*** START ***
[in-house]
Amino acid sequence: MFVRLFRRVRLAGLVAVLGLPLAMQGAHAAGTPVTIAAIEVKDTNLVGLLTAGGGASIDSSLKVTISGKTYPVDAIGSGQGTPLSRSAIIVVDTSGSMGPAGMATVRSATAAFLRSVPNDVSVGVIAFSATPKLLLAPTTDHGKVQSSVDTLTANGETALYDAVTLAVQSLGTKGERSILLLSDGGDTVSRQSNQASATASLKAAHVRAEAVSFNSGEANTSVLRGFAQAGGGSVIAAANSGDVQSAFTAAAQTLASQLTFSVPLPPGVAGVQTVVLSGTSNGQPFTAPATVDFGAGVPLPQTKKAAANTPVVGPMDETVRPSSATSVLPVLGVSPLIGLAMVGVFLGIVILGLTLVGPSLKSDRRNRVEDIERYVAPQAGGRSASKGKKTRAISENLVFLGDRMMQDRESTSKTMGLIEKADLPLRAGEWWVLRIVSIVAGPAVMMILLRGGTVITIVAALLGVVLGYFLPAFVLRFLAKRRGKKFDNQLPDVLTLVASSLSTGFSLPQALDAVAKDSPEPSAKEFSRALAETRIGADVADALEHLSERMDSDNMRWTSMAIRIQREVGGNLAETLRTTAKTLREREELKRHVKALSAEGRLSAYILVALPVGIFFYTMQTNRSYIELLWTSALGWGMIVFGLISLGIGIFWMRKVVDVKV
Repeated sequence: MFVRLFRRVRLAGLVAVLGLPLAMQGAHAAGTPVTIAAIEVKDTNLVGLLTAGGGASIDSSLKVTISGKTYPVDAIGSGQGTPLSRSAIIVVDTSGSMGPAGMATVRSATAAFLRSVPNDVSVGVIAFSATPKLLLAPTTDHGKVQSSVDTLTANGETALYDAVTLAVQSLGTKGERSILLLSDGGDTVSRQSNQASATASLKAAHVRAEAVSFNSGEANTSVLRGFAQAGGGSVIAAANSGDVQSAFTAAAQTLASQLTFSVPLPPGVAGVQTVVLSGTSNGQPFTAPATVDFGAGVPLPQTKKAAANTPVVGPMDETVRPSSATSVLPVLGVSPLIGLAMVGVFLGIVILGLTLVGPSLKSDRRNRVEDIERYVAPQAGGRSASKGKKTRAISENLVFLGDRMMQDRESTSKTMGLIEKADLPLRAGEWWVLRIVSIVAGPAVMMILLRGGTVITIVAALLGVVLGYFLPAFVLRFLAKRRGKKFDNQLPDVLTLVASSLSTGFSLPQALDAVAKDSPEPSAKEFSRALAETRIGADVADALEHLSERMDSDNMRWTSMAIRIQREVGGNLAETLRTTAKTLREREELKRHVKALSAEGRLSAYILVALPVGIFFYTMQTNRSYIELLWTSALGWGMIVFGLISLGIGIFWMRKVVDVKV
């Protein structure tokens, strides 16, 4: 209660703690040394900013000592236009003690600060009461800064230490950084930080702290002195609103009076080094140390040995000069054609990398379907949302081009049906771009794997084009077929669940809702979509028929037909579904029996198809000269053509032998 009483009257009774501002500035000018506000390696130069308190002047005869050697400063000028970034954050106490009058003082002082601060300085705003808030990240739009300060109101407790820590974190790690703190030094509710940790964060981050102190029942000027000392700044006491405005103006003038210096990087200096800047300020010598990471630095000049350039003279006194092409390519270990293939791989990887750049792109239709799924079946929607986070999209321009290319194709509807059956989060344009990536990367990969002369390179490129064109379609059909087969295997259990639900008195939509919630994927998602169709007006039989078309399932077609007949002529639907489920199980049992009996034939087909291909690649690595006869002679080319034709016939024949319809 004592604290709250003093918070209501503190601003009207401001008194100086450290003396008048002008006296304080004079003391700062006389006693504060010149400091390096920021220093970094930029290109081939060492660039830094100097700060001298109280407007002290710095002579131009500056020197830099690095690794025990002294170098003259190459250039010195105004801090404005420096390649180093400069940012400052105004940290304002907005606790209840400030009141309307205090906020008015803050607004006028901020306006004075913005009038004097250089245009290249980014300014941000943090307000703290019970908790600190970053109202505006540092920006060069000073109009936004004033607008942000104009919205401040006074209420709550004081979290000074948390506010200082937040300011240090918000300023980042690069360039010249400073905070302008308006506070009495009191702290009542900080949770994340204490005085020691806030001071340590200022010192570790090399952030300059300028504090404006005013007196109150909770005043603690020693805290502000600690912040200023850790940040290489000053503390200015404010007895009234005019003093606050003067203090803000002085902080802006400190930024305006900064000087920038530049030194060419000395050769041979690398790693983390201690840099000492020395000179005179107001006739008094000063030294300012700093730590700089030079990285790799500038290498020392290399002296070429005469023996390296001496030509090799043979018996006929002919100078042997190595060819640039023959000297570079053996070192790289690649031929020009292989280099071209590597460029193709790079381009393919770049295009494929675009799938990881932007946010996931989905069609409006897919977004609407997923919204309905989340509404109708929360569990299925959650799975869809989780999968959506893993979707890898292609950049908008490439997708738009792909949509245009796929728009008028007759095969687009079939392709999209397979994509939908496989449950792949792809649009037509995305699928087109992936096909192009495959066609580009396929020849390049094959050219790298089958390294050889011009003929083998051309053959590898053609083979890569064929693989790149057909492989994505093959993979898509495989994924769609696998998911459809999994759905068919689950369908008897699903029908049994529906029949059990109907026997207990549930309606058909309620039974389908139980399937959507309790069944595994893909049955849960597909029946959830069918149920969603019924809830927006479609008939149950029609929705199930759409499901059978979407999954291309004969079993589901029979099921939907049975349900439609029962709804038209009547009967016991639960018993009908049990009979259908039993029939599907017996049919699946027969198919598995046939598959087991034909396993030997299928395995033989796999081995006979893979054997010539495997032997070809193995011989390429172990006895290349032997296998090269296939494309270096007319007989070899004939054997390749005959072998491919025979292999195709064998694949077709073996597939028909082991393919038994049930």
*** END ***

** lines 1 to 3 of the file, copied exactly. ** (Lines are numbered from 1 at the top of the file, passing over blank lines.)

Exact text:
[in-house]
Amino acid sequence: MFVRLFRRVRLAGLVAVLGLPLAMQGAHAAGTPVTIAAIEVKDTNLVGLLTAGGGASIDSSLKVTISGKTYPVDAIGSGQGTPLSRSAIIVVDTSGSMGPAGMATVRSATAAFLRSVPNDVSVGVIAFSATPKLLLAPTTDHGKVQSSVDTLTANGETALYDAVTLAVQSLGTKGERSILLLSDGGDTVSRQSNQASATASLKAAHVRAEAVSFNSGEANTSVLRGFAQAGGGSVIAAANSGDVQSAFTAAAQTLASQLTFSVPLPPGVAGVQTVVLSGTSNGQPFTAPATVDFGAGVPLPQTKKAAANTPVVGPMDETVRPSSATSVLPVLGVSPLIGLAMVGVFLGIVILGLTLVGPSLKSDRRNRVEDIERYVAPQAGGRSASKGKKTRAISENLVFLGDRMMQDRESTSKTMGLIEKADLPLRAGEWWVLRIVSIVAGPAVMMILLRGGTVITIVAALLGVVLGYFLPAFVLRFLAKRRGKKFDNQLPDVLTLVASSLSTGFSLPQALDAVAKDSPEPSAKEFSRALAETRIGADVADALEHLSERMDSDNMRWTSMAIRIQREVGGNLAETLRTTAKTLREREELKRHVKALSAEGRLSAYILVALPVGIFFYTMQTNRSYIELLWTSALGWGMIVFGLISLGIGIFWMRKVVDVKV
Repeated sequence: MFVRLFRRVRLAGLVAVLGLPLAMQGAHAAGTPVTIAAIEVKDTNLVGLLTAGGGASIDSSLKVTISGKTYPVDAIGSGQGTPLSRSAIIVVDTSGSMGPAGMATVRSATAAFLRSVPNDVSVGVIAFSATPKLLLAPTTDHGKVQSSVDTLTANGETALYDAVTLAVQSLGTKGERSILLLSDGGDTVSRQSNQASATASLKAAHVRAEAVSFNSGEANTSVLRGFAQAGGGSVIAAANSGDVQSAFTAAAQTLASQLTFSVPLPPGVAGVQTVVLSGTSNGQPFTAPATVDFGAGVPLPQTKKAAANTPVVGPMDETVRPSSATSVLPVLGVSPLIGLAMVGVFLGIVILGLTLVGPSLKSDRRNRVEDIERYVAPQAGGRSASKGKKTRAISENLVFLGDRMMQDRESTSKTMGLIEKADLPLRAGEWWVLRIVSIVAGPAVMMILLRGGTVITIVAALLGVVLGYFLPAFVLRFLAKRRGKKFDNQLPDVLTLVASSLSTGFSLPQALDAVAKDSPEPSAKEFSRALAETRIGADVADALEHLSERMDSDNMRWTSMAIRIQREVGGNLAETLRTTAKTLREREELKRHVKALSAEGRLSAYILVALPVGIFFYTMQTNRSYIELLWTSALGWGMIVFGLISLGIGIFWMRKVVDVKV